A nature-oriented religion that’s also female-centric? When I think about it like that, there's no wonder why young women gravitate towards this experience in 2021.

I don’t think I need a PhD in adolescent psychology to recognize that making spell jars and watching the lunar phases with fascination at this particular time in history is, at least in part, a reaction to the lack of control that teens are feeling. With a health threat at the door, political divisiveness and a president south of the border who nurtured hatred for four years inciting violence amongst his followers, plus the Black Lives Matter and #MeToo movements — there's a lot to worry about daily, and I think teens need something hopeful that also provides a sense of community.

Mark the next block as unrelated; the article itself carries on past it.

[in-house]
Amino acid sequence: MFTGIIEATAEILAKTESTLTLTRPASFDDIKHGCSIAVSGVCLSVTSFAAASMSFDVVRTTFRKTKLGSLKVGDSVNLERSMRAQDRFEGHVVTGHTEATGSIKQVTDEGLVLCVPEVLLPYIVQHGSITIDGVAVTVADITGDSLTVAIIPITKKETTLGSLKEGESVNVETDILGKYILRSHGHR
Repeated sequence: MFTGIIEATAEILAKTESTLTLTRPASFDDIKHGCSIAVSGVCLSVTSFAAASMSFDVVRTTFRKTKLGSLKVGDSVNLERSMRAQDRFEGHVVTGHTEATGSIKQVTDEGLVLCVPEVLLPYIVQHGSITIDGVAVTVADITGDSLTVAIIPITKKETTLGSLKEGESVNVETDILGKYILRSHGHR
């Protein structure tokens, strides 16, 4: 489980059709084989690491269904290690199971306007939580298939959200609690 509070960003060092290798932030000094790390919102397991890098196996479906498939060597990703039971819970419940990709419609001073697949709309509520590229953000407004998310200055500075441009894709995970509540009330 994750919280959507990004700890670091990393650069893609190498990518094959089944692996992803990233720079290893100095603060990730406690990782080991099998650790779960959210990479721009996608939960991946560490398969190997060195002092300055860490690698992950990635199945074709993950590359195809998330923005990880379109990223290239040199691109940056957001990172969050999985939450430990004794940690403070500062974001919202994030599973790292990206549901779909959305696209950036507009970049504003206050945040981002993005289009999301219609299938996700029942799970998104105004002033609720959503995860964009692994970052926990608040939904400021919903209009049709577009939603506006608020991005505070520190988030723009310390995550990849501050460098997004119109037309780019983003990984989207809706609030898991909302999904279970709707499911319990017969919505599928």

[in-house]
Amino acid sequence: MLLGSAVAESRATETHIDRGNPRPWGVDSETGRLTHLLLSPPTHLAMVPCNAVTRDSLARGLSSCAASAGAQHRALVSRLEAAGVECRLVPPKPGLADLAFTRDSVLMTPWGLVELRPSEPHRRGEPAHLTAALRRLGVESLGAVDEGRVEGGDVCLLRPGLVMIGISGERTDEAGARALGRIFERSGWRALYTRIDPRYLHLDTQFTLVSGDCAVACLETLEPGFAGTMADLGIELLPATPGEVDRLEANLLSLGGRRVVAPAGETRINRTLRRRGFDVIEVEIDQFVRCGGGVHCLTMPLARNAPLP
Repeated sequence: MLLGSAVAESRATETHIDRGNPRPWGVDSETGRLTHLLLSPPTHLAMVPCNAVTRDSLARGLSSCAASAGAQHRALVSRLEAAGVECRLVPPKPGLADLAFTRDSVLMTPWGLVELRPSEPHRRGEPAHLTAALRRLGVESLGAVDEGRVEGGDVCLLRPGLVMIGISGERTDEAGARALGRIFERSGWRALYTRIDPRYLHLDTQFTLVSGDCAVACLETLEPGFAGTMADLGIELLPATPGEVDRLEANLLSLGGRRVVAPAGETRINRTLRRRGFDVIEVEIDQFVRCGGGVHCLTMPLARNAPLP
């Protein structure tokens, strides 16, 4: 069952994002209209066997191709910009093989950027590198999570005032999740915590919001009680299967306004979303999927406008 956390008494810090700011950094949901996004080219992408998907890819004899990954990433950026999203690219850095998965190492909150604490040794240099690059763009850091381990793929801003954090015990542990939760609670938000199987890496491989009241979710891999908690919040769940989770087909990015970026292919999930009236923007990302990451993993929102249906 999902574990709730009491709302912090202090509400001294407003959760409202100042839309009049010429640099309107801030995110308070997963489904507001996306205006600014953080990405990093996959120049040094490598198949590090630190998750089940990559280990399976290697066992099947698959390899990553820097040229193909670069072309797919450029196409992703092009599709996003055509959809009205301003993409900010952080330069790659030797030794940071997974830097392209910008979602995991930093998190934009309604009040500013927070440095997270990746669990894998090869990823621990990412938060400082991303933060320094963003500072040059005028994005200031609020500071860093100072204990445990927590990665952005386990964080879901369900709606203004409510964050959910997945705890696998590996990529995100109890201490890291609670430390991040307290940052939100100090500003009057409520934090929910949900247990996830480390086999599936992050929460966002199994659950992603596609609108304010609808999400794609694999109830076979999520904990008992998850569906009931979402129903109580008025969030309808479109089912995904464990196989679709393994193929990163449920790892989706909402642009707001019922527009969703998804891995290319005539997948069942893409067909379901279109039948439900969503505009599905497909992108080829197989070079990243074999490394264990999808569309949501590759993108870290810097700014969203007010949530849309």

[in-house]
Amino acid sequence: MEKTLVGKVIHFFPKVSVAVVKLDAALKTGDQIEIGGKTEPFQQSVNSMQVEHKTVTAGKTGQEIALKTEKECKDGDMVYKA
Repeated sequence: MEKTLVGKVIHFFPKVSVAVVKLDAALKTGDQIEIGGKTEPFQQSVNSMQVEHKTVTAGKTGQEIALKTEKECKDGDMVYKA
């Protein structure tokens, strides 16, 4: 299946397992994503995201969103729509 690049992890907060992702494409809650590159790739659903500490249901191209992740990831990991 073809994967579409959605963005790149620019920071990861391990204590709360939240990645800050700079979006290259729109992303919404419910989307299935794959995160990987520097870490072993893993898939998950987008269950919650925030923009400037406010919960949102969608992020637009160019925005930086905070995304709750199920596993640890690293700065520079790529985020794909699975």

When Paula's teen daughter saw an inappropriate mask, she spoke up — and both were glad that she did. Read what happened here.


Growing up during a pandemic is chaotic at best and isolating, anxiety-inducing and depressing often. School basically doesn’t exist in any format that makes sense. It’s no longer an option to see friends in person and remote learning can be flat.

So, who does it harm if the teens study witchcraft or call themselves witches?

"... I think teens need something hopeful that also provides a sense of community."

The other night while we were making dinner, my daughter blurted out: “Magic would be so useful right now!” We were chopping a particularly hard batch of sweet potatoes. After a day spent grumbling at all of us, snapping every few hours and a return to remote learning, that comment struck me as exactly why witches and potions and tarot cards are growing in popularity. The belief in something that is a higher spiritual concept can be comforting. Don’t we all wish we could magically blast COVID-19 off the planet?